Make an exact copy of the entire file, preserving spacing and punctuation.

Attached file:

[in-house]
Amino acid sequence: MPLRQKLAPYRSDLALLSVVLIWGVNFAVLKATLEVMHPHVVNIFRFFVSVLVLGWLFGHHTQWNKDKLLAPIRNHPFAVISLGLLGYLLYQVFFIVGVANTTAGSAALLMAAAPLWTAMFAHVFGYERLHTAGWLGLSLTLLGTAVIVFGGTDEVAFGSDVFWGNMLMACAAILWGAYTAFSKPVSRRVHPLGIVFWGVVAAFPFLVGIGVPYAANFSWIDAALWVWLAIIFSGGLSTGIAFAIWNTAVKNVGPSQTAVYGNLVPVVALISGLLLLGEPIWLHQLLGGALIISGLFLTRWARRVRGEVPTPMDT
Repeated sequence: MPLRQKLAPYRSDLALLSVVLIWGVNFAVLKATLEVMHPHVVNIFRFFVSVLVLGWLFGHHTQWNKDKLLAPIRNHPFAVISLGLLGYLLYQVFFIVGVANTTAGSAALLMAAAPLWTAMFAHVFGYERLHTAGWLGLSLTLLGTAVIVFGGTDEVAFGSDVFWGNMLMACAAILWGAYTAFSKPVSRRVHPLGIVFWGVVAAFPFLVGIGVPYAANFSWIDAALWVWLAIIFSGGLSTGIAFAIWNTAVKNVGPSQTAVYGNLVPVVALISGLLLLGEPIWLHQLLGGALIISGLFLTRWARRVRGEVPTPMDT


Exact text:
[in-house]
Amino acid sequence: MPLRQKLAPYRSDLALLSVVLIWGVNFAVLKATLEVMHPHVVNIFRFFVSVLVLGWLFGHHTQWNKDKLLAPIRNHPFAVISLGLLGYLLYQVFFIVGVANTTAGSAALLMAAAPLWTAMFAHVFGYERLHTAGWLGLSLTLLGTAVIVFGGTDEVAFGSDVFWGNMLMACAAILWGAYTAFSKPVSRRVHPLGIVFWGVVAAFPFLVGIGVPYAANFSWIDAALWVWLAIIFSGGLSTGIAFAIWNTAVKNVGPSQTAVYGNLVPVVALISGLLLLGEPIWLHQLLGGALIISGLFLTRWARRVRGEVPTPMDT
Repeated sequence: MPLRQKLAPYRSDLALLSVVLIWGVNFAVLKATLEVMHPHVVNIFRFFVSVLVLGWLFGHHTQWNKDKLLAPIRNHPFAVISLGLLGYLLYQVFFIVGVANTTAGSAALLMAAAPLWTAMFAHVFGYERLHTAGWLGLSLTLLGTAVIVFGGTDEVAFGSDVFWGNMLMACAAILWGAYTAFSKPVSRRVHPLGIVFWGVVAAFPFLVGIGVPYAANFSWIDAALWVWLAIIFSGGLSTGIAFAIWNTAVKNVGPSQTAVYGNLVPVVALISGLLLLGEPIWLHQLLGGALIISGLFLTRWARRVRGEVPTPMDT